According to HHS Attorney, HIPAA Enforcement to Increase

Yesterday, Law360 reported on some interesting comments made by Jerome B. Meites, a chief regional civil rights counsel at HHS (speaking on his own behalf) at the American Bar Association conference in Chicago on Physician Legal Issues. [1] According to the report, Meites told "attendees that the past 12 months of enforcement will likely pale in comparison to the next 12 months." Meites further said that, "Knowing whatís in the pipeline, I suspect that that number will be low compared to what's coming up."

Meites also addressed the risk of portable media devices, stating that "Portable media is the bane of existence for covered entities. It causes an enormous number of the complaints that OCR deals with." These comments regarding portable media (e.g., phones, usb drives, laptops, etc.) are not surprising considering that of the 18 published actions, 7 involved the loss of unencrypted devices. Additionally, according to OCR's most recent report to Congress [2]:
The 222 reports submitted to OCR for breaches occurring in 2012 described the following locations of the PHI (in order of frequency):
(1) laptop computer (60 reports affecting 654,158 individuals);
(2) paper (50 reports affecting 386,065 individuals);
(3) network server (30 reports affecting 986,607 individuals);
(4) desktop computer (27 reports affecting 253,720 individuals);
(5) other (22 reports affecting 166,411 individuals);
(6) other portable electronic device (20 reports affecting 463,702 individuals);
(7) e-mail (8 reports affecting 241,108 individuals); and
(8) electronic medical record (5 reports affecting 121,964 individuals).
Similarly, many of the most notable class actions and other enforcement actions also involved the loss or theft of laptops. The action against Accretive Health by both the Minnesota Attorney General and the FTC stemmed from the theft of an unencrypted laptop and the class action settlement by AvMed Health Plans involved the theft of two unencrypted laptops from its corporate office (recall that in this case, several of the plaintiffs were victims of identity theft).

According to the report, Meites also "noted that failure to perform a comprehensive risk analysis, as required under HIPAA, has factored into most of the relatively few cases in which breaches actually resulted in financial settlements and not just corrective actions."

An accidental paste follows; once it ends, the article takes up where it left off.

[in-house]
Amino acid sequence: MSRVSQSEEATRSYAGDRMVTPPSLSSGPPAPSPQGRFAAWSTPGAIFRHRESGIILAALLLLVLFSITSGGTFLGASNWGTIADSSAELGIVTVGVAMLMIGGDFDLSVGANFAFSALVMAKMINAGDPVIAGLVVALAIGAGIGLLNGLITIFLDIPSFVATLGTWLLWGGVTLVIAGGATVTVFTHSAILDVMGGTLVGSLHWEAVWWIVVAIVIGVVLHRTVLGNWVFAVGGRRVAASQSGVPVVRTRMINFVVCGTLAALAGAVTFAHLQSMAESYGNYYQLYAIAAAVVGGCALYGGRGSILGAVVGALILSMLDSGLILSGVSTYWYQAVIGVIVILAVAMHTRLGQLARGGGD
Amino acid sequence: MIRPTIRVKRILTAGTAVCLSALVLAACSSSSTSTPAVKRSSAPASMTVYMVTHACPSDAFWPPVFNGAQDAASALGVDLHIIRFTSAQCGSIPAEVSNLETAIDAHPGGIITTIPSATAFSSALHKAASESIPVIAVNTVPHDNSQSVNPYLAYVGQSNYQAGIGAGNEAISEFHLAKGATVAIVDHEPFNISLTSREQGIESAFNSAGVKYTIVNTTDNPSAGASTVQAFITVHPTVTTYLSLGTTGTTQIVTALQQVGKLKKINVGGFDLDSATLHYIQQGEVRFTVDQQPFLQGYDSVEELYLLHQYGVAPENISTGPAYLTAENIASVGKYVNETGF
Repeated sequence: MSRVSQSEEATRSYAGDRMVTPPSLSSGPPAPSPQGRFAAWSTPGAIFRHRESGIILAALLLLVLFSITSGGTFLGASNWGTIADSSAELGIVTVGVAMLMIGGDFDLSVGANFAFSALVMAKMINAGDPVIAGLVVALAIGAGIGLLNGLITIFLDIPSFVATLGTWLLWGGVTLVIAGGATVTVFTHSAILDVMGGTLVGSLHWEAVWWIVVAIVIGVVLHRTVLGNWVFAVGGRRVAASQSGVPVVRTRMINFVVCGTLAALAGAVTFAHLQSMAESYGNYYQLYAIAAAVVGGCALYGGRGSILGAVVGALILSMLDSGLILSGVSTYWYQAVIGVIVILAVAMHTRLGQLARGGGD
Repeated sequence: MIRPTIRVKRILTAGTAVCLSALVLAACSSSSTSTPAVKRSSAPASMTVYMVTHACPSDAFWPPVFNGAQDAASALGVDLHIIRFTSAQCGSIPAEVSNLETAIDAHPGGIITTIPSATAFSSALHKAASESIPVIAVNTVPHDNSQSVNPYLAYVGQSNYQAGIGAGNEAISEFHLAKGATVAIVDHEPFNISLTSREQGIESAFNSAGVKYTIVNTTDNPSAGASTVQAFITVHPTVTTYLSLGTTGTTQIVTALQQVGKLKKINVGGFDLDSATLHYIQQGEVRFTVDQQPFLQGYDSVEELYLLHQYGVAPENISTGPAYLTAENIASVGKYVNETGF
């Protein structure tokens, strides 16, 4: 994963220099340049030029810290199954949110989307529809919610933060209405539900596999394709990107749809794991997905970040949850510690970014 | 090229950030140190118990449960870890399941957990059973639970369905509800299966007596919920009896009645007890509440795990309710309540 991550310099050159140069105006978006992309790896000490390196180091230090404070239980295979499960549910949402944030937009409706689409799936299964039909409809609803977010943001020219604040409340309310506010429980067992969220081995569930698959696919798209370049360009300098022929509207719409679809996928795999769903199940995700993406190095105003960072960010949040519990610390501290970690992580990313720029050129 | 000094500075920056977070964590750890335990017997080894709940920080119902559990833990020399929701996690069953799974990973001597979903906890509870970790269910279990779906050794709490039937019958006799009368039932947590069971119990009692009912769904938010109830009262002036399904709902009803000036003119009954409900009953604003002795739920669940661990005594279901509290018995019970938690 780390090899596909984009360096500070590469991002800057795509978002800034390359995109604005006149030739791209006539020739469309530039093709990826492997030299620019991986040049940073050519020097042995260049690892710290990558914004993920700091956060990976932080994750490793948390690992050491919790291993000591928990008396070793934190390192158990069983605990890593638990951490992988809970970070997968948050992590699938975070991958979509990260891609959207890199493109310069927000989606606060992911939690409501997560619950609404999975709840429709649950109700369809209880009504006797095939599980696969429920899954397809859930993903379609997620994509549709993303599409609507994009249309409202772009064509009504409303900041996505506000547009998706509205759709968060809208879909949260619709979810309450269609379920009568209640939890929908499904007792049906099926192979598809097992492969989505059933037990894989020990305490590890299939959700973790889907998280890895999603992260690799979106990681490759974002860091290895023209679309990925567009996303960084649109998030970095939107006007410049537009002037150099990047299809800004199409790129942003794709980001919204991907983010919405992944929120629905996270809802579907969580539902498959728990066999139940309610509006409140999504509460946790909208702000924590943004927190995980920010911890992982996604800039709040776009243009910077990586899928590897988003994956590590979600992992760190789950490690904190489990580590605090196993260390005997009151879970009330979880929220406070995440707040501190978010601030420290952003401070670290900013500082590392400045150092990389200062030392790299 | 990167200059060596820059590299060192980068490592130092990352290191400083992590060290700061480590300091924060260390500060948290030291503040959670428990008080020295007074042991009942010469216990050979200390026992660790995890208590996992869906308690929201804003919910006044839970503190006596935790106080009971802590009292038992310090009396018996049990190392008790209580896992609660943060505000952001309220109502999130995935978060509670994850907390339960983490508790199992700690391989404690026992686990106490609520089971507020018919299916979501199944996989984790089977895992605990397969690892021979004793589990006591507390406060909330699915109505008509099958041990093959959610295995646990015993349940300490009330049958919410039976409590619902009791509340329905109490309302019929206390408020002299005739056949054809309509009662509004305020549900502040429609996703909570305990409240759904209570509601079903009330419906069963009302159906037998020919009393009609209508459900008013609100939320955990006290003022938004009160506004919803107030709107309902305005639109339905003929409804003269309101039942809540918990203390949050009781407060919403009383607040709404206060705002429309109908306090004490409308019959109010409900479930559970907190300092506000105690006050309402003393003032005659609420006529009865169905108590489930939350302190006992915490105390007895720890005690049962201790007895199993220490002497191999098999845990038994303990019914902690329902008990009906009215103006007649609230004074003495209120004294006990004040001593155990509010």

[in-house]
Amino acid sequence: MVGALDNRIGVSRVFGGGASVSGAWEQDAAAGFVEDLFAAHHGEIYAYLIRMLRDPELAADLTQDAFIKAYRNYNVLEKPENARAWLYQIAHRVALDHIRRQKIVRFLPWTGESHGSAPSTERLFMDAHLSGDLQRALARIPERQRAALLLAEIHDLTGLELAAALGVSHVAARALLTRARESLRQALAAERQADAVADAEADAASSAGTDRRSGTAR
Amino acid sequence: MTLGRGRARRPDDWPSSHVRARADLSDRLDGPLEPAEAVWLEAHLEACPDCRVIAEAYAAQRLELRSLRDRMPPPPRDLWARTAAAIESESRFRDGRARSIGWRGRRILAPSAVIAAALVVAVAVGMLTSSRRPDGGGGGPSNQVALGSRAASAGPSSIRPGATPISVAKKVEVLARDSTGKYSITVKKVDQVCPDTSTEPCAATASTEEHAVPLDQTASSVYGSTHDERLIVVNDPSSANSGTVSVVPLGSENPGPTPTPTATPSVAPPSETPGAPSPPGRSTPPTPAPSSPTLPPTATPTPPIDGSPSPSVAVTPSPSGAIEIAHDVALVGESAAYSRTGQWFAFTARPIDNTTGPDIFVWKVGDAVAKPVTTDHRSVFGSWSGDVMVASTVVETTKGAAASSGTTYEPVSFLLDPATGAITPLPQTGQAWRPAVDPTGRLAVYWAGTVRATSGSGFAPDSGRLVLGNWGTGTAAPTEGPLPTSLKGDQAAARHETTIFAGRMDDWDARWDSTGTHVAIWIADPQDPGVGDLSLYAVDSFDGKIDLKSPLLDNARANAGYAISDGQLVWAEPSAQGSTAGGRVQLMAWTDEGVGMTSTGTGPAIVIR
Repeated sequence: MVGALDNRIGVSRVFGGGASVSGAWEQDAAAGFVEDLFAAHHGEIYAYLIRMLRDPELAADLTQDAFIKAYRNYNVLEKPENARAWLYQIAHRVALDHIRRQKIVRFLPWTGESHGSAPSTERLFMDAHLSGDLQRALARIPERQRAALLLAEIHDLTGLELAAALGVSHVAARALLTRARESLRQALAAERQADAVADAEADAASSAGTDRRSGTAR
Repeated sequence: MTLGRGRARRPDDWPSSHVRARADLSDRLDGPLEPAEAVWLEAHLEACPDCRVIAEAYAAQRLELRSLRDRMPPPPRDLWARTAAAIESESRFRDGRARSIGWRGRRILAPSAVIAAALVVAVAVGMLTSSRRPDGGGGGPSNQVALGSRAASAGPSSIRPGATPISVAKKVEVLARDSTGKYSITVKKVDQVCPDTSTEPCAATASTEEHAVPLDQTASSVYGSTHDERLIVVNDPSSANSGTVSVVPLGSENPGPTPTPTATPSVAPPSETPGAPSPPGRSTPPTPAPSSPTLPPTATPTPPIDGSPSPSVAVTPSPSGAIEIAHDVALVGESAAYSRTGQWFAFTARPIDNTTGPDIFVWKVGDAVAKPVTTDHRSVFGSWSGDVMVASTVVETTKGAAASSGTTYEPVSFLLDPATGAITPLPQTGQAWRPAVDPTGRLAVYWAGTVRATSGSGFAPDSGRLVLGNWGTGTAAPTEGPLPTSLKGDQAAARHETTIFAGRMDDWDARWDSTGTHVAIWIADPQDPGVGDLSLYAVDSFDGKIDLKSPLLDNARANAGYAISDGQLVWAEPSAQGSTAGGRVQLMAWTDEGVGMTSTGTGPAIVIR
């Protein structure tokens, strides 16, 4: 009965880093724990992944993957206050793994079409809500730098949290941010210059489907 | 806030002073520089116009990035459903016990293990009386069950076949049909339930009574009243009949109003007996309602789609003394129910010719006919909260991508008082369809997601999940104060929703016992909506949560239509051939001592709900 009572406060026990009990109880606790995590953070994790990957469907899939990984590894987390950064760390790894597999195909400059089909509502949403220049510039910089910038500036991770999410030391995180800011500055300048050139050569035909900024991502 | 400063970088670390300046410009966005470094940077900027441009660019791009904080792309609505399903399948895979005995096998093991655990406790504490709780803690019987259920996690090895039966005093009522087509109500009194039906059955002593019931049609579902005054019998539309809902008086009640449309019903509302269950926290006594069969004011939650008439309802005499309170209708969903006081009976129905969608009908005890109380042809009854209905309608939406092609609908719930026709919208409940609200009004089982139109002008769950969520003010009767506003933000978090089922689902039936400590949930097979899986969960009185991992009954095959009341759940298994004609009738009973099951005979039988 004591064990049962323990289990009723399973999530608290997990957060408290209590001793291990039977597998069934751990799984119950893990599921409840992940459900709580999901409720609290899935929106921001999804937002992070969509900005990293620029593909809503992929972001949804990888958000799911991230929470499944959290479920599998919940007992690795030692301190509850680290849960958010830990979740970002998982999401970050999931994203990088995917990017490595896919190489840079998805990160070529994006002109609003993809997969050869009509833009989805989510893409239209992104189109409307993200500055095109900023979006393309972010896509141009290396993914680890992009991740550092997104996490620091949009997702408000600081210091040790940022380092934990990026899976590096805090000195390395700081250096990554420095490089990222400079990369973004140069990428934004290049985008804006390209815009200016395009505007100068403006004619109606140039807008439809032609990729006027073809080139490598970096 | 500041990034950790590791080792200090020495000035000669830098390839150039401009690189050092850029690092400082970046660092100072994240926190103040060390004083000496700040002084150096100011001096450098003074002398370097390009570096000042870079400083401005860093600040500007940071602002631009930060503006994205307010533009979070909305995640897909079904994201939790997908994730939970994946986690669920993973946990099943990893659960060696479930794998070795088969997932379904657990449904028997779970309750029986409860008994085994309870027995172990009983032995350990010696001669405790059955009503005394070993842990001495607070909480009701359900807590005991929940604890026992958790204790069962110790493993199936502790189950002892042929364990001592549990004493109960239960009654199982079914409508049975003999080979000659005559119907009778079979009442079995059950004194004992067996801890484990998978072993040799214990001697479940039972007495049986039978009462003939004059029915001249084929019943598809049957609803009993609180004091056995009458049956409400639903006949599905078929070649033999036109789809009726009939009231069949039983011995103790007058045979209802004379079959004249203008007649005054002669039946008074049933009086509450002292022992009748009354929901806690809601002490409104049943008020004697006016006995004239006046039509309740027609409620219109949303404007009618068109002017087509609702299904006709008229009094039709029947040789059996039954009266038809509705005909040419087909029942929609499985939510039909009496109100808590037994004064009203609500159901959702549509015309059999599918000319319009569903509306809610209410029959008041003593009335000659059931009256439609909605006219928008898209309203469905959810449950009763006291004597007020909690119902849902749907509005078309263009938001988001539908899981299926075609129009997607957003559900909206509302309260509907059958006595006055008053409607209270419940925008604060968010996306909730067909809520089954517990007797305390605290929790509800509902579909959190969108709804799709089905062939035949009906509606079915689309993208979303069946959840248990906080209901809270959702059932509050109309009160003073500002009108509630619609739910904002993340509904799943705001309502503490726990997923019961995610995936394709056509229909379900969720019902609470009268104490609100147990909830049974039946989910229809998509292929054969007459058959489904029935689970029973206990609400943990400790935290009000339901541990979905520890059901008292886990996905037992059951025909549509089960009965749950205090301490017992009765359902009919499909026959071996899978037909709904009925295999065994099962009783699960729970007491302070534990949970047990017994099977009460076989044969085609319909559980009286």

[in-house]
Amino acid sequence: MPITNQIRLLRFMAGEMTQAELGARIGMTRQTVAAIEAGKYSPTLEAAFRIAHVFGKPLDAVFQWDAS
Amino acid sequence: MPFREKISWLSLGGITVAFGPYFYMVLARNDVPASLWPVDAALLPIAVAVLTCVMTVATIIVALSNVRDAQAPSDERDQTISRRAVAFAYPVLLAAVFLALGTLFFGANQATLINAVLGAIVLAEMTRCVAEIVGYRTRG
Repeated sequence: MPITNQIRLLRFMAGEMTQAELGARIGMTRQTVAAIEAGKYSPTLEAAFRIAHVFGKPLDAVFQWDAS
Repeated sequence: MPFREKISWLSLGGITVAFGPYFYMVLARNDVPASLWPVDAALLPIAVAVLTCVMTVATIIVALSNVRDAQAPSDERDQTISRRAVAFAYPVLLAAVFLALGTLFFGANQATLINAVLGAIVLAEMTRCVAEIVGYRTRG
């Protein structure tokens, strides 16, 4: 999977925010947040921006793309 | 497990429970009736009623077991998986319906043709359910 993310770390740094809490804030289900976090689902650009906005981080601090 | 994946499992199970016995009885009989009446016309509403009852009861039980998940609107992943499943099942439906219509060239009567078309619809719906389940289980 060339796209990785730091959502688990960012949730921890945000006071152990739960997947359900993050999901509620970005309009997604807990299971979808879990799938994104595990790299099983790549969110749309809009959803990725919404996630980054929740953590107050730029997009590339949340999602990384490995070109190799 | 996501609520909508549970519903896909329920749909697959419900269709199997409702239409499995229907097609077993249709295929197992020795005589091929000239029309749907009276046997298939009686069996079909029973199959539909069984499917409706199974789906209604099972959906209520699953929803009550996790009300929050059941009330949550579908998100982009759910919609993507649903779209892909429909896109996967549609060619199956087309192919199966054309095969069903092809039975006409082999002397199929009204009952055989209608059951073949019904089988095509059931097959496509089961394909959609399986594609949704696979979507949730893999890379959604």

"You really have to think carefully about what a risk analysis involves, and it canít just be the obvious," Meites said. "Everywhere in your system where [patient information] is used, you have to think about how to protect it."
Providers and business associates should remember that a Risk Analysis is not a check-the-box exercise. That is, completing the HIT Security Risk Assessment Tool provided by the National Learning Consortium is unlikely to be sufficient to meet the obligations of performing a thorough Risk Analysis. Similarly, as OCR has made clear in numerous settlements, the Risk Analysis process is an on-going effort and a Risk Analysis must be undertaken when there is a change in the environment:
  • move to a new office space -- settlement with Blue Cross and Blue Shield of Tennessee
  • update to website that handles PHI -- settlement with WellPoint
  • change in server configuration -- settlement with Skagit County, Washington and New York and Presbyterian Hospital

(Brief summary of the OCR settlements.)

For those providers that have attested to Meaningful Use, completing a proper Risk Analysis is that much more important because MU dollars could be clawed back based on fraud given the failure to comply with the requirements of the program.

[1] Jeff Overley, Big Year Ahead For HIPAA Fines, HHS Atty Says,, June 12, 2014,

[2] HHS, OCR, Report to Congress on Breach Notification Program: 2011 - 2012 Report to Congress on the Breach Notification Program,

Posted by Tatiana Melnik on June 13, 2014

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